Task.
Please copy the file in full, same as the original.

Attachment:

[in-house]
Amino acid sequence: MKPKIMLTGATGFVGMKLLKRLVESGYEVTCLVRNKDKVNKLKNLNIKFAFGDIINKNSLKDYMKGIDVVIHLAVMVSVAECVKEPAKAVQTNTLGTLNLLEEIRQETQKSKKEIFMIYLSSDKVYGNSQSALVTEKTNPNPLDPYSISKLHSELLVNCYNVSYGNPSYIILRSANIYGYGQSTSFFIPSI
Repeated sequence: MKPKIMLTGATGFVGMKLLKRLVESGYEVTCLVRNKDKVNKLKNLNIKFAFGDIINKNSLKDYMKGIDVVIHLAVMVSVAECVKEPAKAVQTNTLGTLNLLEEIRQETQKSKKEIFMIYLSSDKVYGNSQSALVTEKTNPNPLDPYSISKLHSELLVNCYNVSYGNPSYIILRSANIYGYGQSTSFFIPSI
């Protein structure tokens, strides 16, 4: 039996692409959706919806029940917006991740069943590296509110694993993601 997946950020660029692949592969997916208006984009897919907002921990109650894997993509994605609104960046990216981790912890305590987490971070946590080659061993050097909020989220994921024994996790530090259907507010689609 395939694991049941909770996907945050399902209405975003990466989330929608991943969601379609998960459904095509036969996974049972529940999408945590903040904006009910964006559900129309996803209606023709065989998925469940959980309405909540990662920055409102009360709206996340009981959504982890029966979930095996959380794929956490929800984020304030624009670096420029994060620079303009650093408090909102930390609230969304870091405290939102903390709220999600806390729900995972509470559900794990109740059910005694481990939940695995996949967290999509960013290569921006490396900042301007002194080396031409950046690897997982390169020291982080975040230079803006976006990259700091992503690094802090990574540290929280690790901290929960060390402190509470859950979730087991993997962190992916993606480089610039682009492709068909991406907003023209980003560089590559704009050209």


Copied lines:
[in-house]
Amino acid sequence: MKPKIMLTGATGFVGMKLLKRLVESGYEVTCLVRNKDKVNKLKNLNIKFAFGDIINKNSLKDYMKGIDVVIHLAVMVSVAECVKEPAKAVQTNTLGTLNLLEEIRQETQKSKKEIFMIYLSSDKVYGNSQSALVTEKTNPNPLDPYSISKLHSELLVNCYNVSYGNPSYIILRSANIYGYGQSTSFFIPSI
Repeated sequence: MKPKIMLTGATGFVGMKLLKRLVESGYEVTCLVRNKDKVNKLKNLNIKFAFGDIINKNSLKDYMKGIDVVIHLAVMVSVAECVKEPAKAVQTNTLGTLNLLEEIRQETQKSKKEIFMIYLSSDKVYGNSQSALVTEKTNPNPLDPYSISKLHSELLVNCYNVSYGNPSYIILRSANIYGYGQSTSFFIPSI
């Protein structure tokens, strides 16, 4: 039996692409959706919806029940917006991740069943590296509110694993993601 997946950020660029692949592969997916208006984009897919907002921990109650894997993509994605609104960046990216981790912890305590987490971070946590080659061993050097909020989220994921024994996790530090259907507010689609 395939694991049941909770996907945050399902209405975003990466989330929608991943969601379609998960459904095509036969996974049972529940999408945590903040904006009910964006559900129309996803209606023709065989998925469940959980309405909540990662920055409102009360709206996340009981959504982890029966979930095996959380794929956490929800984020304030624009670096420029994060620079303009650093408090909102930390609230969304870091405290939102903390709220999600806390729900995972509470559900794990109740059910005694481990939940695995996949967290999509960013290569921006490396900042301007002194080396031409950046690897997982390169020291982080975040230079803006976006990259700091992503690094802090990574540290929280690790901290929960060390402190509470859950979730087991993997962190992916993606480089610039682009492709068909991406907003023209980003560089590559704009050209």